Life on the Big Island of Hawaii
I have a tendency, when out snorkeling, to revisit places where I’ve seen something interesting. So if I’ve seen a frogfish, a shark, or gargantuan blenny in a particular place, I go back there to see if it’s still there. Bear in mind that these are creatures that extremely mobile and move around a good deal.
And yet, there’s method in this madness. Many fish are territorial and so do occupy a very limited area which they defend with great vigor. Others might be more transient, but tend to feed in certain areas.
Spotted eagle rays fall into this latter category. They can cover large distances, but tend to feed on sandy bottoms, shoveling the sand with their bills to uncover the marine invertebrates that they feed on.
This eagle ray was dong just that, cruising low over the sand, pausing occasionally dig for potential prey. But after a long spell of this activity, it rose in the water, cruised around, and made a close pass, clearly checking me out. It did this a couple of times before heading back down and in toward the shore in search of food.
I don’t think there was any reason for this behavior other than a curiosity to see what this ungainly creature was that was following it. And it’s not alone in this behavior. Manta rays also do this along with dolphins, sharks, and a fair number of smaller fish. They’re curious about us; we’re curious about them. This is what makes getting in the water fun.
This week’s Sunday Stills challenge theme is ‘Zen.’ (See more offerings here.) This is a cane toad and, despite the exceedingly grumpy look, it found a moment of zen in the sanctuary of this sprinkler.
Cane toads were introduced to Hawaii to control pests, such as the cane beetle, in sugar cane fields. As with many such introductions, the results were mixed. The toads do eat an assortment of undesirable insects, but also breed prolifically so that they can become pests themselves.
They are the world’s largest toad and have poison glands that can release a toxic substance onto their skin, so they should be handled with care or not at all.
This week’s Friendly Friday challenge theme is ‘Remote.’ (See more responses here.)
I’m going for this photo for three reasons. First, Hawaii itself is remote at more than 2,200 miles from the nearest major landmass. The closest U.S. state is actually Alaska, though California is the closest state to the Big Island.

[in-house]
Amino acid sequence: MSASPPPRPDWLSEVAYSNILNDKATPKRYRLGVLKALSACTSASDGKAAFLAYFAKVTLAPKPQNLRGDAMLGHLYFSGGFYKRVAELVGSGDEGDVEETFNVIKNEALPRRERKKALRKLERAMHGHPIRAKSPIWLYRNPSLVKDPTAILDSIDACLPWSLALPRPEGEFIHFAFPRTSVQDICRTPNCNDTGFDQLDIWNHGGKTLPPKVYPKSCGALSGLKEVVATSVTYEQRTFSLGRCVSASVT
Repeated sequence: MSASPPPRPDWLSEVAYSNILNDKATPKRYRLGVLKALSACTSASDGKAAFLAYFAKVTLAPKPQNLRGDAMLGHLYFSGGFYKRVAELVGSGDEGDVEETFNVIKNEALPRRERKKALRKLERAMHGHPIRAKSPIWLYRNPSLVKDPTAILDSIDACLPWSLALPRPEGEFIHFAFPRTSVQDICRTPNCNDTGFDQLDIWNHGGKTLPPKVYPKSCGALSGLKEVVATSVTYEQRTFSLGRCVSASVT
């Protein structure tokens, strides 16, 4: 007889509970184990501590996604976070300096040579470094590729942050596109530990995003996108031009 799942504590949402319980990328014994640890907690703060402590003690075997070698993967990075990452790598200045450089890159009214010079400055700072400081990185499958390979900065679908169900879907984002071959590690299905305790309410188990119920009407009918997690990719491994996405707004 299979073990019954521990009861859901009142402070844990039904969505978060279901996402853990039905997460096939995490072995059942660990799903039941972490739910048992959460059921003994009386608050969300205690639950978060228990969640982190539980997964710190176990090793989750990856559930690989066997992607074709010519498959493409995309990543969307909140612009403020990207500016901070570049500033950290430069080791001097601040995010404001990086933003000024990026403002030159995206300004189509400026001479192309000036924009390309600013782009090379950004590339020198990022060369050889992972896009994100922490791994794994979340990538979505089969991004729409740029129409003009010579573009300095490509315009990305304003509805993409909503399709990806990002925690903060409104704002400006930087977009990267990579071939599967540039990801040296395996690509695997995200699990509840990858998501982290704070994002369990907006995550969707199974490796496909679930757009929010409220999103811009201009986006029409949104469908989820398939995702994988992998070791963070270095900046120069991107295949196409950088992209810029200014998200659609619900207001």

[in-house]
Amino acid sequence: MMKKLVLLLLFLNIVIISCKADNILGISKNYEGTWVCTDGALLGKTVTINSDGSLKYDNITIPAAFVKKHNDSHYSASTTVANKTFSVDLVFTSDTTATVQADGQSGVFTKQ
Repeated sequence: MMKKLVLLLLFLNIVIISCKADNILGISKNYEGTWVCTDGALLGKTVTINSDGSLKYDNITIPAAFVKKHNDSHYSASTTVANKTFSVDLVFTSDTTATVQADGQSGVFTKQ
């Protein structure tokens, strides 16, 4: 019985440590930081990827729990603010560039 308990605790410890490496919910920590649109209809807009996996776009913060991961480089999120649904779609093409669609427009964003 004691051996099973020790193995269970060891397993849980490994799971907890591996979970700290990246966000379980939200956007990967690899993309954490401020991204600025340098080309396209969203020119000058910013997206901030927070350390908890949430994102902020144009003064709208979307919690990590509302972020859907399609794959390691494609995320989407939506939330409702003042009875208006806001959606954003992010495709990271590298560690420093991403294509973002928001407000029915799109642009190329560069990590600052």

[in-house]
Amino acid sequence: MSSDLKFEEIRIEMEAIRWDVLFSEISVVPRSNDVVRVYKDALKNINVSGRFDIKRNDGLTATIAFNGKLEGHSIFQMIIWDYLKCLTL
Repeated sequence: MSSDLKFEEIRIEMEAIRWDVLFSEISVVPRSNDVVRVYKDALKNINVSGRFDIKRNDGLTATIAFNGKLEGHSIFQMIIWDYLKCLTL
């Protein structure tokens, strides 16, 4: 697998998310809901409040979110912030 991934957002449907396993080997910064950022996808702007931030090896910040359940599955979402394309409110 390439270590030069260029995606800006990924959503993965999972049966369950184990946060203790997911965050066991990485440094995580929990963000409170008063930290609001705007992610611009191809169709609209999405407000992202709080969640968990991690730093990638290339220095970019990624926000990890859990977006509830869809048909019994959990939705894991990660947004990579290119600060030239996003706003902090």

Secondly, Mauna Kea is one of the more remote spots on the island, particularly these days. Protests over building a new telescope on Mauna Kea have resulted in the road up the volcano being closed for some weeks now with no end to the dispute in sight. So if a person wants to go to the top, a long and arduous hike is the only way.
Thirdly, the telescopes on the summit are there to explore the farthest reaches of the universe, and you can’t get more remote than that.
Upolu is home the last dairy on the Big Island. It has a large herd of cows, mostly black and white holsteins, but with a few other kinds mixed in. However, this cow is a little different. It’s the only one I’ve seen with a collar or horns.
I get the impression this is somewhat of the dairy’s pet, which is allowed to wander. And lately, it’s been wandering on the road. When I drive by it looks up and then continues munching grass, which grows well by the road.
I’m not sure what these tree fungi are, but I liked the stair step effect in the photo to the left.
When a quartet of nene showed up at work, a water bowl was put out for them. One of the nene, the leader of the group, stepped up to drink. One of the other birds looked on with interest, but was hesitant to join in (top photo).
The reason for that hesitancy became clear moments later when the first bird reached across and pecked the the other bird’s side. It didn’t appear to hurt, but a message was clearly being given. Soon after, the first bird finished drinking and then walked through the water bowl. It wasn’t like there was nowhere for it to go, but again, a message was being sent.
After the first bird moved on, the other bird took its opportunity to take a drink, muddy footprints and all.
This pair of Hawaiian garden spiders spent a long time facing off from different sides of the female spider’s web. The male is the smaller, drab spider, while the larger female has splashes of yellow, orange bands on her legs, and a bejeweled back, which can be seen here. The female spiders are much bigger than the males, though this female is not actually a particularly large one. Full-sized females dwarf their male counterparts.
I don’t know how this encounter turned out, but the previous day I did see another male on this web and it did not turn out well for him. I didn’t get good photos, but he appeared to be thoroughly enveloped in her ‘loving’ embrace.
When male garden spiders approach a female, they pluck the females web in a certain way to alert her to their presence. Typically, successful male garden spiders mate with a female and then die immediately afterwards. Sometimes the female will eat their male suitors. I’ve read than canny males will try to mate while the female is undergoing her final molt because during this process she will be immobile!
This one was at Hawaii Tropical Botanical Garden. For more information about Hawaii Tropical Botanical Garden, go to htbg.com.